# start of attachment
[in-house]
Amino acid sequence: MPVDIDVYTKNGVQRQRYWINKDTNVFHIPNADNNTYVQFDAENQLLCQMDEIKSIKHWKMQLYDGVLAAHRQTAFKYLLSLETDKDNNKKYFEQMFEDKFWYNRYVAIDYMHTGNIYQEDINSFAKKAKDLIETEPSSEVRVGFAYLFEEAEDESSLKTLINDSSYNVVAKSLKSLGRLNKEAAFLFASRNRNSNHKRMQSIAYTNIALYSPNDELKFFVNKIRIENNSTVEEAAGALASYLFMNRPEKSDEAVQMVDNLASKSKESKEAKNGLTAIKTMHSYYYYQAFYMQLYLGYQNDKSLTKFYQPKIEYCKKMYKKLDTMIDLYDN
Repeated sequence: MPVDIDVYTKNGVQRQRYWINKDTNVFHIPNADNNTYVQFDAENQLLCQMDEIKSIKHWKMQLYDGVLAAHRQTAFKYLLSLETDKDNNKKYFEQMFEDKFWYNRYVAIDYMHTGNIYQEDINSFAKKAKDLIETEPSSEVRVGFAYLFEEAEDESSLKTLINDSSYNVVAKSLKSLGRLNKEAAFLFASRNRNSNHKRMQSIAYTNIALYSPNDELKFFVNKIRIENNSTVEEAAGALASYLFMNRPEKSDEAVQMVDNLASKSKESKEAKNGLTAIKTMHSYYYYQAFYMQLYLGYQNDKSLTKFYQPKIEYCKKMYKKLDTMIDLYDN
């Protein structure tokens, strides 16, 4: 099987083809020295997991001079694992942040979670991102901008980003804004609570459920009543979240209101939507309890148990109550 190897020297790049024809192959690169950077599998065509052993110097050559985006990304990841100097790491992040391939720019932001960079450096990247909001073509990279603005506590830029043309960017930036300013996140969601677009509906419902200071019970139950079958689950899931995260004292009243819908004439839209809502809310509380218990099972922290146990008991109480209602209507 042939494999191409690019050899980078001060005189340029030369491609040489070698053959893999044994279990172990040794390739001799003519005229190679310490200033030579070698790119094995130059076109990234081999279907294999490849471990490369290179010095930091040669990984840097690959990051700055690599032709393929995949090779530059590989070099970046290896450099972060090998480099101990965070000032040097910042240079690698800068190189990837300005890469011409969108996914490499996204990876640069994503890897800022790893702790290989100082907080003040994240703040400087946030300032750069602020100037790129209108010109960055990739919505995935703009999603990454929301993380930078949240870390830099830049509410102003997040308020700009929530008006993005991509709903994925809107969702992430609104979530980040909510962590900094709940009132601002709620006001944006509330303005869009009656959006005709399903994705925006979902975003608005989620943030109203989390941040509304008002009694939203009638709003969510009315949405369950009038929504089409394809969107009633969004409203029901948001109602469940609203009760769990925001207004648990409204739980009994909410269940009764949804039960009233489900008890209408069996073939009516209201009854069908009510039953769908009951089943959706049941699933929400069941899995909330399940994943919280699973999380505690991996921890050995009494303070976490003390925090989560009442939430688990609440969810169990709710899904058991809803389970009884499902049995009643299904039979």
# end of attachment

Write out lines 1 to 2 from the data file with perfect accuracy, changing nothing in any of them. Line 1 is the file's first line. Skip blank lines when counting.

[in-house]
Amino acid sequence: MPVDIDVYTKNGVQRQRYWINKDTNVFHIPNADNNTYVQFDAENQLLCQMDEIKSIKHWKMQLYDGVLAAHRQTAFKYLLSLETDKDNNKKYFEQMFEDKFWYNRYVAIDYMHTGNIYQEDINSFAKKAKDLIETEPSSEVRVGFAYLFEEAEDESSLKTLINDSSYNVVAKSLKSLGRLNKEAAFLFASRNRNSNHKRMQSIAYTNIALYSPNDELKFFVNKIRIENNSTVEEAAGALASYLFMNRPEKSDEAVQMVDNLASKSKESKEAKNGLTAIKTMHSYYYYQAFYMQLYLGYQNDKSLTKFYQPKIEYCKKMYKKLDTMIDLYDN